archive: Re: SETI Why would anyone look forward to sharing this galaxy?

Re: SETI Why would anyone look forward to sharing this galaxy?

Alfred A. Aburto Jr. ( (no email) )
Fri, 09 Oct 1998 20:31:45 -0700

Oops! I didn't make the comments below ...

Al Aburto

-----------------------------------------------------------
> Bruce Cornet wrote:

> In the discussion on "Why would anyone look forward to sharing this
> galaxy?" the following comment was made by Al and Jerry:
>
> Al Aburto
> "No, the bipedal dinos were the only hope for the DNA of this planet and
> they were flattened by a stray mountain that Jupiter failed to grab in
> time.
> I know, impact events occur every 30 million years or so, and they tend to
> speed up evolution, but it's such a shame! Those *dinos* would have been
> spacefaring for 20 million years by now (all over our galaxy and already
> thinking about seeding M31 with brainy *dinos*!! Hallelujah to the Supreme
> Dromaeosaur!!)"
>
> Jerry and Judy <jerbidoc@zianet.com>
> "Our species is very young compared to this potential that was snuffed out
> 65 million years ago! Bipedal dinosaurs were well along their way toward
> sentience. There were a few promising lines which had already started on
> the path of enhanced socialization, enlargement of the visual part of the
> brain, bipedalism, efficient manipulation and increased encephelization (as
> a feedback development loop). If these guys had survived the impact, as
> our ancestors did! :), representatives of this planet would be populating
> other star systems for maybe over 30 million years by now! (Alright 10
> million, how many million do you want? We're almost there and it only took
> us 20 million or so.)"
>
> As an evolutionary biologist who has studied both plant evolution
> (paleobotany) and animal evolution (vertebrate paleontology) for most of
> his professional career (25 years), I have followed closely those
> paleontologists who are interested in dinosaurian evolution. I have watched
> various scientists debate whether the dinosaurs walked upright or walked
> like crocodiles, whether they were cold blooded or warm blooded, or
> something in between, and whether or not birds evolved from dinosaurs.
> Until recent discoveries in Spain and China, there was insufficient
> evidence to support the nay sayers or the yeh sayers regarding the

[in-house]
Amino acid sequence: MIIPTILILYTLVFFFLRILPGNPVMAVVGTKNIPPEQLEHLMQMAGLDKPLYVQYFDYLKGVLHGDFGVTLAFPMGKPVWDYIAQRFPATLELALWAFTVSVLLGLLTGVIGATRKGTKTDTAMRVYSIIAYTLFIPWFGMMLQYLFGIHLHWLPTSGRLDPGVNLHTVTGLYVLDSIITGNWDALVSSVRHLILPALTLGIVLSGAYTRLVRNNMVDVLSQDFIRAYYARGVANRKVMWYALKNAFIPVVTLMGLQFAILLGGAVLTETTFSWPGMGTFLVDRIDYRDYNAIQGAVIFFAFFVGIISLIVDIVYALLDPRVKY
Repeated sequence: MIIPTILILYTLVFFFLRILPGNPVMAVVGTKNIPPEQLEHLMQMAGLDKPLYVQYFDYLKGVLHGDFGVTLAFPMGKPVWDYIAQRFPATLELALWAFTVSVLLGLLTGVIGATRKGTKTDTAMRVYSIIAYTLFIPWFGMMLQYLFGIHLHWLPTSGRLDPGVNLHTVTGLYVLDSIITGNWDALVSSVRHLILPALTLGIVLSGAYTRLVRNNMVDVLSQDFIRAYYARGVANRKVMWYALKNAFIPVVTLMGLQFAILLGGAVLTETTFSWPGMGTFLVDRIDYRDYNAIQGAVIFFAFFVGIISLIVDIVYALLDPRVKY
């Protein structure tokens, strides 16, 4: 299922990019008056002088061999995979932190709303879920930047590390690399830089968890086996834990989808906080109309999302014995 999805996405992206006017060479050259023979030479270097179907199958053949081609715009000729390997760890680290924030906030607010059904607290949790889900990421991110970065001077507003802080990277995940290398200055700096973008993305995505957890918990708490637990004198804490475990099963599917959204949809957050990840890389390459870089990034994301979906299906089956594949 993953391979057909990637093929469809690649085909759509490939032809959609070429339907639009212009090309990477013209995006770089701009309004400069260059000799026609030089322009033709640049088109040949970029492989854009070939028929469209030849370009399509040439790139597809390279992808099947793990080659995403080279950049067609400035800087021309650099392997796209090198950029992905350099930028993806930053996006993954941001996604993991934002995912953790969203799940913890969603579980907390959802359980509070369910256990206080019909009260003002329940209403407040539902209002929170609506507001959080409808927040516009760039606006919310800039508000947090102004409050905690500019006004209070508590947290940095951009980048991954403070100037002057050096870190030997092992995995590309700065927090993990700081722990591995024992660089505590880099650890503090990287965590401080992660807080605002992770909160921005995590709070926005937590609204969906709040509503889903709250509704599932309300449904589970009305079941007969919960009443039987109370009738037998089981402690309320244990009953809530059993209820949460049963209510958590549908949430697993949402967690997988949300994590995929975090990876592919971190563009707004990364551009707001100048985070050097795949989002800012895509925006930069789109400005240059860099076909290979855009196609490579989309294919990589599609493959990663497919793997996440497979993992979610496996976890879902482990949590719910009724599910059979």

> avian/dinosaurian connection. The new discoveries are discussed in a
> well-illustrated article in National Geographic (July, 1998), called
> "Dinosaurs take wing, the origin of birds." The new discoveries do a lot
> for the skeptics, who must now eat humble pie. They also teach us the
> perils of speculation and skepticism based on too little data.
>
> On the subject of whether or not the dinosaurs would have been 20 million
> years ahead of us in space exploration, had they evolved into sentient
> intelligent technological beings such as ourselves, it is noteworthy that
> the dinosaurs are not extinct, they are not as advanced as us, and they are
> feathered! That does not mean that our favorite giants such as
> Tyrannosaurus survived in feathered disguise (although some paleontologists
> think that close relatives may have), but rather that some members of the
> Dinosauria did things differently. The fossil record is very fickle in
> yielding up its secrets. After their big brothers became extinct, the
> winged survivors successfully competed with mammals over the past 65
> million years. What may have led us to learn how to fly using technology
> was them, because they were ahead of us in that skill. What may have
> prevented them from evolving into highly intelligent animals may be
> limitations imposed on evolution due to specializations for flight. Flight
> gave them a convenient escape from predators, but flight also limited brain
> development through weight constraints and tool use by the specialization
> of their front two appendages (however, there are some birds quite adept at
> using their feet to hold objects, and some of them have learned how to use
> sticks as tools). Land-dwelling mammals, on the other hand, had to
> outsmart their adversaries to survive, which placed evolutionary pressure
> on brain development.
>
> Evolution is a funny thing. You can never predict its outcome, only its
> possible options given a set of environmental conditions and challenges.
> Had bipedal dinosaurs survived which had not evolved feathers and flight
> capability, perhaps things would have been different. But in order for
> similar creatures to evolve on other planets, conditions probably would
> have to be very Earth-like.
>
> Yours truly,
> Bruce Cornet, Ph.D.
> Geologist and Paleontologist
> bcornet@monmouth.com